I have been out and about, acquiring things, buying things, and talking!
First a couple of months ago I spoke on living with dementia for 15 minutes (okay I slightly overran!!) at the Berkshire Dementia Action Alliance conference. Next I spoke at the West Berkshire Neurological Alliance Conference with two other people with disabilities, one with a spinal injury, and the other a carer for his wife living with Parkinson’s disease. We each spoke about our experiences Then we were asked questions about our experiences within the NHS system (good and not so good) and we discussed it.
Then I was asked by someone if I would speak at the Royal Berkshire Hospital for their Dementia Awareness Week. I frantically wrote 6,000 words and a week ago spoke to mainly trainee nurses on what it is like to live with dementia and how very simple things could be done to make things easier. I was nervous sitting on the train traveling there, fidgeting like an eight year old, more worried that half way through my talk I would need urgently to visit the bathroom! But once I started speaking it felt okay and I found my voice of what I hoped could help them learn to be more compassionate nurses by understanding what it is like living with this disease and how to make visits to hospital less stressful.
I was so pleased to have done it, and know that my inspiration and support to say the things I need to say came from my friends in my Early Stage Alzheimer’s/Dementia Support Group – thank you so so much guys. Especially to Chris Mason who gave me the statistics which certainly hits home.
Goodness what a time I have had recently, pain, pain and yet more pain! Feet too painful to walk on, body too painful to sleep with, and with the pain comes the exhaustion and weakness. Anyway, no problem I asked to be referred to the pain clinic and got an early appointment. Spent a few minutes with the consultant who prescribed me Amytriptaline and Gabapentin. Now Amytriptaline and me don’t really mix, but he said “whatever you do keep taking it for six weeks” Six weeks on and I have stopped taking the Amytriptaline – it took me back to before I was taking Rivastigmene for my Alzheimer’s. Memory blanks, confusion and loss of words when speaking – in fact I was finding it too hard to function normally. I am waiting to have a Lidocaine infusion so hopefully that will help.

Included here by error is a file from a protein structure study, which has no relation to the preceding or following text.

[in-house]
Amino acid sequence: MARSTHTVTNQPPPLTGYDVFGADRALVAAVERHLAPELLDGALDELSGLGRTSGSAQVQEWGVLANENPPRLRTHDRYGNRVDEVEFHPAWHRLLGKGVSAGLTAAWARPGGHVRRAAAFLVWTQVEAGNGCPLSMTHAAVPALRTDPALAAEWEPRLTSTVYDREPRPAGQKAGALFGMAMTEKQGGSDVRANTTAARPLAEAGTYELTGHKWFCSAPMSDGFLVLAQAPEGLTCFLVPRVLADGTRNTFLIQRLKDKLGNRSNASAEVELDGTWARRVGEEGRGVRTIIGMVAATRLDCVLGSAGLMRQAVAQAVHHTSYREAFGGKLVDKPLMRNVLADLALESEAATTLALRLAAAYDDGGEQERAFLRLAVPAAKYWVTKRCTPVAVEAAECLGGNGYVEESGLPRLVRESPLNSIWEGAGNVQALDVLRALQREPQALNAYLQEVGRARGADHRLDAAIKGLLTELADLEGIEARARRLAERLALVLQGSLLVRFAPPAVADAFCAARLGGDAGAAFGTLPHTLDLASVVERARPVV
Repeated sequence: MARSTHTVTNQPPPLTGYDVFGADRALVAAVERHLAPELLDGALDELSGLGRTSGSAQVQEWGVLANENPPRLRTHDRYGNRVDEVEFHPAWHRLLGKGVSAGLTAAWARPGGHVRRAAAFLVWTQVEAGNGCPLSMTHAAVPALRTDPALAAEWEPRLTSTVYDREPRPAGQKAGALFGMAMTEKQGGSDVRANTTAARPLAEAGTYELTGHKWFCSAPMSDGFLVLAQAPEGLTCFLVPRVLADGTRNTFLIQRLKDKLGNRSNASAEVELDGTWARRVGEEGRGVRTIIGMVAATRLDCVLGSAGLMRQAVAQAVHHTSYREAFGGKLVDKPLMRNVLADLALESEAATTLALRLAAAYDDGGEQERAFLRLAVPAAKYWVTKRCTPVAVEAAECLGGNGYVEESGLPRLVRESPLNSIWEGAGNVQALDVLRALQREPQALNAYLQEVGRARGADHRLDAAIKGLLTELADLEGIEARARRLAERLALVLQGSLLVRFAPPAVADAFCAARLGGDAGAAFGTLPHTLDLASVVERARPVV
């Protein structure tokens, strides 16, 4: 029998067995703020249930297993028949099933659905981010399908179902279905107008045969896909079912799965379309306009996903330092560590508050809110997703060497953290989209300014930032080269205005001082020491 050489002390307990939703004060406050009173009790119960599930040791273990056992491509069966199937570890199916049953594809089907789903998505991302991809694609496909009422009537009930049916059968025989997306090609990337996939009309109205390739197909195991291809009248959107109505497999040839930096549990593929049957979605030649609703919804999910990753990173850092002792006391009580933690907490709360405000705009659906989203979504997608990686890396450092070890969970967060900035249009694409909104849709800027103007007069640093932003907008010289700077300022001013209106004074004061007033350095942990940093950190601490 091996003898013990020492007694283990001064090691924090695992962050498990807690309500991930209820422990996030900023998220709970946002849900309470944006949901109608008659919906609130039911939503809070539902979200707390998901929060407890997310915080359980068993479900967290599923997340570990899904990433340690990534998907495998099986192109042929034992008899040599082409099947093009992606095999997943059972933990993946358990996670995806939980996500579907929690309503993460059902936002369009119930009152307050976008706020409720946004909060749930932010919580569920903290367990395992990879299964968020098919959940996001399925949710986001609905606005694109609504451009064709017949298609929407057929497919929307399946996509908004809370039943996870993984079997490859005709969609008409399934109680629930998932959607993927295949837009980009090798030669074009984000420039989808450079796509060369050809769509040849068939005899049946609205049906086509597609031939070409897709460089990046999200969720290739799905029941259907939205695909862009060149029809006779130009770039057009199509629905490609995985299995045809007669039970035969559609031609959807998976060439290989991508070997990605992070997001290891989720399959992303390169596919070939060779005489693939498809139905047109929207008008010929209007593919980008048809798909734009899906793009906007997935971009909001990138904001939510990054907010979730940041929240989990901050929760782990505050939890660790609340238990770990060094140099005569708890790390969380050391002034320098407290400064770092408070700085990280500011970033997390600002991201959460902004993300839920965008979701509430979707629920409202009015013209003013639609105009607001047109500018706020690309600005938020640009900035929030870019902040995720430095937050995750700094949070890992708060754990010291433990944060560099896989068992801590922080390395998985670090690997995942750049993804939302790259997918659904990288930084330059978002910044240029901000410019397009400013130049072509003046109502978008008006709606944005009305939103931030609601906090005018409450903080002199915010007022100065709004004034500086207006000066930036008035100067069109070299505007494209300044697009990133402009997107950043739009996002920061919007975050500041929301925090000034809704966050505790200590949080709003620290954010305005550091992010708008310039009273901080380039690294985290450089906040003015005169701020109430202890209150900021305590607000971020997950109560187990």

I am hoping that I will get back to normality of being able to be less confused, my fear is that somehow the Amitriptyline has interfered badly with my Rivastigmene and it will be permanent. Or that somehow I have just progressed that little bit more and my confusion is not going away now that I have stopped it.
I have really come to terms with having dementia now, I am no longer afraid to describe myself as living with it. But it still feels like living with a slow time bomb, and I am on a speedway packing in as much as I can before it starts to hit me more.
I have acquired an allotment 😀. Yes I know what I have just written about my Fibro, but, when I read on the bottom of the letter from the consultant – discussed life limitations I thought sod that for a game of soldiers! I know exercise is really important and difficult but so is living without boundaries. This allotment is enormous – supposed to be 5 Poles, but it is half of that again. Shed in the corner, I have bought a camping stove and kettle, a garden chair and can do bit of gardening, then sit and recover..have a cup of coffee, dig a bit more and sit a bit..well you get the drift. When I am digging, Mr and Mrs Blackbird are a metre away picking out grubs, we don’t speak to each other but they do give me ‘that look‘ when they want me to turn more soil over. I am looking forward designing and making my raised beds, but know it will be slow going.
Yesterday I went to a mobility fair. My newest buy is a mobility scooter!
Obviously not new, I wish! But this baby is going to give me mobility again now that walking has become something of an issue for me. With pain and weakness in my arms a stick is no longer helpful. Can’t wait for it to be delivered so I can get out and about more on it.